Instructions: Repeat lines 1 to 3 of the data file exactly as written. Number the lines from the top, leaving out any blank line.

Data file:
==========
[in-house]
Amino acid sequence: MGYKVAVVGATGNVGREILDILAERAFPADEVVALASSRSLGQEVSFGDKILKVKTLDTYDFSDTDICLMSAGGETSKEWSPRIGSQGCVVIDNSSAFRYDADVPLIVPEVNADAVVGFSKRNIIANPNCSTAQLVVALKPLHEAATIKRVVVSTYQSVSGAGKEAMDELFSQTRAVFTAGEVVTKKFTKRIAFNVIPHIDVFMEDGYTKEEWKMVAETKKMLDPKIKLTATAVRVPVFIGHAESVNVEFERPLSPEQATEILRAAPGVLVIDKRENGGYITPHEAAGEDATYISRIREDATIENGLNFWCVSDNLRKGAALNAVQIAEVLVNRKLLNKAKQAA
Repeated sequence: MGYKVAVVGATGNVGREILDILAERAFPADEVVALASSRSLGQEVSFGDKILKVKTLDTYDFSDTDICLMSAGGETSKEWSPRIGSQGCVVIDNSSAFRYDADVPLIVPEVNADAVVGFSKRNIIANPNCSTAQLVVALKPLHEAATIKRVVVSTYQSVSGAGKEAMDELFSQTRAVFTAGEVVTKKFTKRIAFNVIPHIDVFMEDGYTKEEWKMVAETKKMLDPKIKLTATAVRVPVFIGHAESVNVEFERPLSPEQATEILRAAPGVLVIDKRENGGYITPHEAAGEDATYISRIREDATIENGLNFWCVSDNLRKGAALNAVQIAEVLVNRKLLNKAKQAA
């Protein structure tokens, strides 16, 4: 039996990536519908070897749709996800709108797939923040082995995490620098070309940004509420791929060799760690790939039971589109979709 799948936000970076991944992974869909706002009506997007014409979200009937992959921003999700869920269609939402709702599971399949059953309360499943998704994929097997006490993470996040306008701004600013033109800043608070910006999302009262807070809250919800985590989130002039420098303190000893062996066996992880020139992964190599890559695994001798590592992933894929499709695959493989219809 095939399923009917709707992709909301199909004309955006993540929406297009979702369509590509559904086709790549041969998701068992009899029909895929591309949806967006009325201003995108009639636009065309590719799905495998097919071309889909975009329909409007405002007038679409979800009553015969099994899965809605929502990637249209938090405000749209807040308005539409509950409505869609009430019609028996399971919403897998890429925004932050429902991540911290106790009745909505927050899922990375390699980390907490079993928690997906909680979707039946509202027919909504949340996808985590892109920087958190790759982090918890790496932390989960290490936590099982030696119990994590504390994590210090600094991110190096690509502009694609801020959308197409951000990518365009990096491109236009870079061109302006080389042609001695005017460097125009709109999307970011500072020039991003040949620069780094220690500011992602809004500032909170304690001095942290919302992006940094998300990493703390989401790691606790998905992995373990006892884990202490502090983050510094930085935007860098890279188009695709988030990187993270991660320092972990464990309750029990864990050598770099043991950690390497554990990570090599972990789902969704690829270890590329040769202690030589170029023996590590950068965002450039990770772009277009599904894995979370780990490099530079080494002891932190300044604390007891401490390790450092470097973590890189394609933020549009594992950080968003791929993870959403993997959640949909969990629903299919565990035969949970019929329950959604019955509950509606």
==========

[in-house]
Amino acid sequence: MGYKVAVVGATGNVGREILDILAERAFPADEVVALASSRSLGQEVSFGDKILKVKTLDTYDFSDTDICLMSAGGETSKEWSPRIGSQGCVVIDNSSAFRYDADVPLIVPEVNADAVVGFSKRNIIANPNCSTAQLVVALKPLHEAATIKRVVVSTYQSVSGAGKEAMDELFSQTRAVFTAGEVVTKKFTKRIAFNVIPHIDVFMEDGYTKEEWKMVAETKKMLDPKIKLTATAVRVPVFIGHAESVNVEFERPLSPEQATEILRAAPGVLVIDKRENGGYITPHEAAGEDATYISRIREDATIENGLNFWCVSDNLRKGAALNAVQIAEVLVNRKLLNKAKQAA
Repeated sequence: MGYKVAVVGATGNVGREILDILAERAFPADEVVALASSRSLGQEVSFGDKILKVKTLDTYDFSDTDICLMSAGGETSKEWSPRIGSQGCVVIDNSSAFRYDADVPLIVPEVNADAVVGFSKRNIIANPNCSTAQLVVALKPLHEAATIKRVVVSTYQSVSGAGKEAMDELFSQTRAVFTAGEVVTKKFTKRIAFNVIPHIDVFMEDGYTKEEWKMVAETKKMLDPKIKLTATAVRVPVFIGHAESVNVEFERPLSPEQATEILRAAPGVLVIDKRENGGYITPHEAAGEDATYISRIREDATIENGLNFWCVSDNLRKGAALNAVQIAEVLVNRKLLNKAKQAA